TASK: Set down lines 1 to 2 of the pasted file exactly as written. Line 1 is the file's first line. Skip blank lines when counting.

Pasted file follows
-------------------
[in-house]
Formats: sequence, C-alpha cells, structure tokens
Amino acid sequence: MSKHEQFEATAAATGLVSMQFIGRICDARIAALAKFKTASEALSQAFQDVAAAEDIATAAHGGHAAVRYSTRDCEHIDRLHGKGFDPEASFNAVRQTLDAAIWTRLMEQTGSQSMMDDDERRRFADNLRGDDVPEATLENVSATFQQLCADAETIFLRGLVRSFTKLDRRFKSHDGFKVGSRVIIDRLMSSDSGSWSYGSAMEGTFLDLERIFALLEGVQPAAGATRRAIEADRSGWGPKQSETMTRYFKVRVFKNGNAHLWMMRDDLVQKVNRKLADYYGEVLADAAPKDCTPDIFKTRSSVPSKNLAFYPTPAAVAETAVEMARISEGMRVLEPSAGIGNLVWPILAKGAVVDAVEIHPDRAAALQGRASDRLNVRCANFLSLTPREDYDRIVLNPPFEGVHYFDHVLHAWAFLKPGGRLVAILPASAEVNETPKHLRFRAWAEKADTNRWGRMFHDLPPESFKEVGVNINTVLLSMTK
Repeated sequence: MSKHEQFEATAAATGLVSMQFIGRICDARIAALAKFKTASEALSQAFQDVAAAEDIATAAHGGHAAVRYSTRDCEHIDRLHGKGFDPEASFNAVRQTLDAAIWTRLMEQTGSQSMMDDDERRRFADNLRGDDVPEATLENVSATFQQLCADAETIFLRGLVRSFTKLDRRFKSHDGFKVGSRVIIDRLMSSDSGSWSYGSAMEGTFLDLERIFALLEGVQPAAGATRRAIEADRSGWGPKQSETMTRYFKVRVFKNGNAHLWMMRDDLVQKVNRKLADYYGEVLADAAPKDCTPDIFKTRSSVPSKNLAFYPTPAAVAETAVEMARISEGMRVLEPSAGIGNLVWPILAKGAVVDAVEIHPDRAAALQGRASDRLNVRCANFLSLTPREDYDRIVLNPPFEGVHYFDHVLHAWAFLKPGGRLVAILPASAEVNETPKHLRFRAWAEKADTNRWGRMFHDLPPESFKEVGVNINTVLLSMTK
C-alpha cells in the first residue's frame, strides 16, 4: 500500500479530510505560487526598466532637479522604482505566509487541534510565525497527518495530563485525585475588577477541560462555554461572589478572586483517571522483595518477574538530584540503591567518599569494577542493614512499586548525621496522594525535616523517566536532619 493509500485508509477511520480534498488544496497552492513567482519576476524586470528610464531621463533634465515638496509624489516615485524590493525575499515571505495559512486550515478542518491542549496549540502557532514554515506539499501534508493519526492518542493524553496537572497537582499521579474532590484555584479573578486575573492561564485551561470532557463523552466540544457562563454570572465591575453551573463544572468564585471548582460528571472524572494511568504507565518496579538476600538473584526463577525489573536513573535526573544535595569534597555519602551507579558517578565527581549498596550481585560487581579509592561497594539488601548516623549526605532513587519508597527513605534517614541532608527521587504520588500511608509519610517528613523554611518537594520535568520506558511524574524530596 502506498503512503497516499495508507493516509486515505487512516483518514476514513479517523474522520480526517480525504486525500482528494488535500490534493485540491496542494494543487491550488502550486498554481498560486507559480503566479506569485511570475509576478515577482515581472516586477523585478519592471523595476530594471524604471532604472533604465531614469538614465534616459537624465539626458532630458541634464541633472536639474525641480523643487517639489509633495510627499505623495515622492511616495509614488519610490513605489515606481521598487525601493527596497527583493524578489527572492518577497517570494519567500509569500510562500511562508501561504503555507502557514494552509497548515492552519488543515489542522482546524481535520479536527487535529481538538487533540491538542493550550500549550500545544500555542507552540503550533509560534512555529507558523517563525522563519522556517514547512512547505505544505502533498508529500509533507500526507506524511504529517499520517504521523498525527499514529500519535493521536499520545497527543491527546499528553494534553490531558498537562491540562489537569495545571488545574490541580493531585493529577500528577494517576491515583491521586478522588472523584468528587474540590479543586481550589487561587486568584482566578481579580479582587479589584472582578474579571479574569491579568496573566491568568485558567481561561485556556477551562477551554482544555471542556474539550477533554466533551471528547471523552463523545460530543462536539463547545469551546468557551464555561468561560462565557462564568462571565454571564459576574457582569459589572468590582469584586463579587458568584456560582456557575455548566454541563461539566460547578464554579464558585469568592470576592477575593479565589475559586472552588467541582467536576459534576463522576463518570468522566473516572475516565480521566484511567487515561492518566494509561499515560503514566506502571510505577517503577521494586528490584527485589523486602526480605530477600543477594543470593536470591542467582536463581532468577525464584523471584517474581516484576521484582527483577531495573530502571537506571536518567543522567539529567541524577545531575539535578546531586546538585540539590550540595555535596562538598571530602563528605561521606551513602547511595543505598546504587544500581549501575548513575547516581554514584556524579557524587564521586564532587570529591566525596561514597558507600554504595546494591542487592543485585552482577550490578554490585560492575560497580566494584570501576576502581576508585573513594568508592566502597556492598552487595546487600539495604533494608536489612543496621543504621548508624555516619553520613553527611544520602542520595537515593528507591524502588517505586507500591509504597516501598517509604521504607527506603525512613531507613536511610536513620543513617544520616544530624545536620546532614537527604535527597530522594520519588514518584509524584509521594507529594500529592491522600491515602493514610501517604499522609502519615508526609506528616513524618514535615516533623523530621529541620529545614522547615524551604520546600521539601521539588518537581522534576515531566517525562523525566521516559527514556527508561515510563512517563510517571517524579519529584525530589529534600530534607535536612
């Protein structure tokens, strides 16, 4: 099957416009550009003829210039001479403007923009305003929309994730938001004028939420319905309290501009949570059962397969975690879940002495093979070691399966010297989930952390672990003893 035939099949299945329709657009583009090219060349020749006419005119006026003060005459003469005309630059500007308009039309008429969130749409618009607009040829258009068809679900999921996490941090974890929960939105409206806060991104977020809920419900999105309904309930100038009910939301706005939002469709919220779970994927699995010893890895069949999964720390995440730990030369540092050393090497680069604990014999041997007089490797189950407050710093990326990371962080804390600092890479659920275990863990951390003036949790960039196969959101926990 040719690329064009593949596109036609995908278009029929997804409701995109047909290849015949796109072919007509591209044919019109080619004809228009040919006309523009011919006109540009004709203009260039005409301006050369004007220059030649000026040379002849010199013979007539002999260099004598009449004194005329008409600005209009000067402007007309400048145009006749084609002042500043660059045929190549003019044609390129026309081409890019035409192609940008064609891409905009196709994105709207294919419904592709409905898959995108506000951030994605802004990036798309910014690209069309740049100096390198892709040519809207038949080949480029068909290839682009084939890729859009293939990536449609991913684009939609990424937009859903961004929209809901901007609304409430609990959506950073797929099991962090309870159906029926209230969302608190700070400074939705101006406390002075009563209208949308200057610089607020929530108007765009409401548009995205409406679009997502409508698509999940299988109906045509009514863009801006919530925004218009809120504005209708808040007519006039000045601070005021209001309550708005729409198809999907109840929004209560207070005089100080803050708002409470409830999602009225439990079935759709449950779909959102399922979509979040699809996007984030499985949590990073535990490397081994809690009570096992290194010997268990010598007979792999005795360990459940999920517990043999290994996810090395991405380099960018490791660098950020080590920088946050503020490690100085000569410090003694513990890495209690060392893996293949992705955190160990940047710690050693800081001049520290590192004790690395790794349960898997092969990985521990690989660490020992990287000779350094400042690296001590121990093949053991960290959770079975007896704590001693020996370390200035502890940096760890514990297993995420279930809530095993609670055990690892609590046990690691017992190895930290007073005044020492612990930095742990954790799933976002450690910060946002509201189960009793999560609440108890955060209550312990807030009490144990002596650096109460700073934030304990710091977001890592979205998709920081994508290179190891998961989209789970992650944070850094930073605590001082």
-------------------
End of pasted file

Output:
[in-house]
Formats: sequence, C-alpha cells, structure tokens